The day you purchase your first Mac, you’re probably excited and ready to go play with it. Without even thinking of buying the AppleCare Protection Plan, you head out of the Apple Store and drive home. The included warranty only lasts a year for technical problems and 90 days for AppleCare phone support. I’ve heard several stories where people had to pay a fee if they needed to call Apple because they didn’t have the AppleCare Protection Plan or the included warranty was expired. Shelling out the money for AppleCare Protection Plan saves you a lot if there appears to be a problem with your Mac. If you are still hesitant to buy the AppleCare Protection Plan, here are some nice features included with it: an additional 2 years of AppleCare phone support and technical support, repairs from Apple-authorized technicians, global repair coverage, and much more. If you have to send your Mac in for repair, AppleCare will take care of the whole process, so not even a nickel comes out of your pocket. If you are worried about losing the data on your hard-drive if your Mac needs a new hard-drive, Apple will take the same exact data on the old one and transfer it to the new hard-drive all for free with the AppleCare Protection Plan. Almost all of my questions have been answered through AppleCare’s phone support. The people with AppleCare have a specialty with every Mac OS version and applications. It should be pretty easy when you call AppleCare to find what you are looking for. It’s never too late to get the AppleCare Protection Plan, so go check it out on Apple’s Support page.
As many iTunes users know, iTunes is only compatible with the iPod. Many other MP3 players use their own kind of music store and/or software for downloading/uploading songs to the device. Since I happen to own a PSP along with an iPod, there is no easy way for syncing my iTunes music with my PSP. I’m aware of several shareware applications that allow the PSP to sync with my Mac, but why would I want to pay when there is SyncTunes. SyncTunes is a freeware application that will put your iTunes music onto just about every device including: Palm PDAs, Sony PSPs, Sony Ericsson K750/P910/W800i, and most MP3 players.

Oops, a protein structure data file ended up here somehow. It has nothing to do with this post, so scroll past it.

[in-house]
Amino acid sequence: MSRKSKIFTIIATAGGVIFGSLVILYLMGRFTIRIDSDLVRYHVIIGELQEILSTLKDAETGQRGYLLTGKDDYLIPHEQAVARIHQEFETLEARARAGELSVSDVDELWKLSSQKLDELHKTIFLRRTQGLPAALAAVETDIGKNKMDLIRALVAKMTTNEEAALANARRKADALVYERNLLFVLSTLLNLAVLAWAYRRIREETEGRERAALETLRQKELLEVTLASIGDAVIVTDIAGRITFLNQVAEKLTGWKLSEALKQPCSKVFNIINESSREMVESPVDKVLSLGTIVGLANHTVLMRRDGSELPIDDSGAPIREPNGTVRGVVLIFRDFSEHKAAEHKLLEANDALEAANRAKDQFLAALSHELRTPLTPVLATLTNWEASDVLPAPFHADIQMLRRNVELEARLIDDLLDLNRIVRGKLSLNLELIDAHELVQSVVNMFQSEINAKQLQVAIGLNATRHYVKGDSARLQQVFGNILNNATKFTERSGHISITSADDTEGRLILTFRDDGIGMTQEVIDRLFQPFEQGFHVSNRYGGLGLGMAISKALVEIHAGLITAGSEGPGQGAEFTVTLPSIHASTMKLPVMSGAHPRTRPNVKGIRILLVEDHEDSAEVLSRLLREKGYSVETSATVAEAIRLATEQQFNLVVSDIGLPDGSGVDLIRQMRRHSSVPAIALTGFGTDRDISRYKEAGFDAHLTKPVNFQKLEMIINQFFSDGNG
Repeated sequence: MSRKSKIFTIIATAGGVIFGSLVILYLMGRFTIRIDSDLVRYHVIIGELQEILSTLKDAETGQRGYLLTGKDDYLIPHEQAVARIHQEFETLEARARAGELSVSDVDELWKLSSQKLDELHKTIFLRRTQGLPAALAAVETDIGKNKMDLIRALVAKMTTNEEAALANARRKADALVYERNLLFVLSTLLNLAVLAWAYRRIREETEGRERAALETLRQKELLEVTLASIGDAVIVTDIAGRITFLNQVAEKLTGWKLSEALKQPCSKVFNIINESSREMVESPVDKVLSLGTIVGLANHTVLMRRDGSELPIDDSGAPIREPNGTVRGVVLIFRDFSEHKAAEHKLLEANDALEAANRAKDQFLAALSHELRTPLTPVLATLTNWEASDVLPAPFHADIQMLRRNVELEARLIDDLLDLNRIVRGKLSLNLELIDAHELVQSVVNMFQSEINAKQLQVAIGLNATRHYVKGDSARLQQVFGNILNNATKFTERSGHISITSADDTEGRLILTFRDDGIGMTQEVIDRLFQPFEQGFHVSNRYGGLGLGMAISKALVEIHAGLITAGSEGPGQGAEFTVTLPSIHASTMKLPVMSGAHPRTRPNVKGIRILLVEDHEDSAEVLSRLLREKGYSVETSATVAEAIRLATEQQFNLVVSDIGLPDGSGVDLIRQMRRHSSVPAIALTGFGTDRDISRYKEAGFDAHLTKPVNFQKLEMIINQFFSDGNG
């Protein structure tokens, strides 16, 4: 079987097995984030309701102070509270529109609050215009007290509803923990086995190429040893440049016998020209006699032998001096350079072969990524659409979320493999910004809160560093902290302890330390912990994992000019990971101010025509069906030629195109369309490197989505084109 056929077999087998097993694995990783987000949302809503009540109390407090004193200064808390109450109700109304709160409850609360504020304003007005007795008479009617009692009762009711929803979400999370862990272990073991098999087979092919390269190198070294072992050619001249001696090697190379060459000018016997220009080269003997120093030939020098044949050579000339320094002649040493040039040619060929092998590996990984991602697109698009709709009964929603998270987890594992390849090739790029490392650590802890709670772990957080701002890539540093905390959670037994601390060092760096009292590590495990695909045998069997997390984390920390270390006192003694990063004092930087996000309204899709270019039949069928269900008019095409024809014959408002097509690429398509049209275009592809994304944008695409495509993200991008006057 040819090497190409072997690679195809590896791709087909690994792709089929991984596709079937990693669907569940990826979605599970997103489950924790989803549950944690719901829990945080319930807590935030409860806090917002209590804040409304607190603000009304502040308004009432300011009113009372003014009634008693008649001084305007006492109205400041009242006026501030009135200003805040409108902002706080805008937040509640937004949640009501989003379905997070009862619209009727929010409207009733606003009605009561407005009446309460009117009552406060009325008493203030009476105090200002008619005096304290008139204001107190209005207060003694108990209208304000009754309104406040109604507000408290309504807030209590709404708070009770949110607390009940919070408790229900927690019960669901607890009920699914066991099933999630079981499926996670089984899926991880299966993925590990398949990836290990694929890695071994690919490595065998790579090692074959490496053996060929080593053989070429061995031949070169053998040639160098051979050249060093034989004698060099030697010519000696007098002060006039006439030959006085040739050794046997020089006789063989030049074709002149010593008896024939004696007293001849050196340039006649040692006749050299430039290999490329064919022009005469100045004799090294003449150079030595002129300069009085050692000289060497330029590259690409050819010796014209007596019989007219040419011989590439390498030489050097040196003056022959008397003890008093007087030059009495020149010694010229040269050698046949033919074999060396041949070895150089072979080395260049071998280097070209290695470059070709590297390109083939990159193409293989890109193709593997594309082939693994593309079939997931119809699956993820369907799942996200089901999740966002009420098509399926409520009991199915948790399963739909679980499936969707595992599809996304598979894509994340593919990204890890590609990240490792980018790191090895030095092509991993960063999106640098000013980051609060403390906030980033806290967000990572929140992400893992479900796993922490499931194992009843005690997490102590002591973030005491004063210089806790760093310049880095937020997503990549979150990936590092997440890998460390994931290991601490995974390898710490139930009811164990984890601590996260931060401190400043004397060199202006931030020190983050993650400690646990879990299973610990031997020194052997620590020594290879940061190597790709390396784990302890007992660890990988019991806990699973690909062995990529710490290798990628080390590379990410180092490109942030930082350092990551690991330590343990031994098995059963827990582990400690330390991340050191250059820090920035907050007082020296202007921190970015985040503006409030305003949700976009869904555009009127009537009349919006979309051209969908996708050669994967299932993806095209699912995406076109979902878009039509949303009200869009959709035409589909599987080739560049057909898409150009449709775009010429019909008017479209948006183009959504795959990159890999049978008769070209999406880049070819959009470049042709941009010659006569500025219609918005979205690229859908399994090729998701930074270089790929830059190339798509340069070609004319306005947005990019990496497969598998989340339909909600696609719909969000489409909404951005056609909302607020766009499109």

When I got my Mac, one of the first things I put in my applications folder was a backup app. I always worry about my files on my computer somehow or someway getting damaged. The problem with finding a good backup application, was that there were way too many of them. I searched many places to find a good one for a reasonable price. I kept hearing about SuperDuper and Carbon Copy Cloner. I have tried Carbon Copy Cloner once before and it just wasn’t for me. I didn’t enjoy using the interface and it did not make incremental backups. SuperDuper was a fantastic app which had a very easy interface for me and I liked it a lot. The only thing that pushed me away, was the 30 dollar price-tag. Whenever I’m getting something for my Mac, such as an application, I always look for a less expensive option out there, and 99% of the time, I find one. iBackup was the one. With iBackup, you have one of the easiest interface for making backups. To make backups in iBackup:
Check off the folders on the list shown or add folders you would like to backup.
Once you’ve done that, connect your backup drive and then click on the “Set…” button to set a location for iBackup to back up to.
My favorite feature with iBackup is the option to backup only changed files, which saves me from having to backup my Home folder each time.
Click on Settings icon to make incremental backups.
Then go to the Advanced section and click “Ditto for 1 and rsync for backup 2..n”.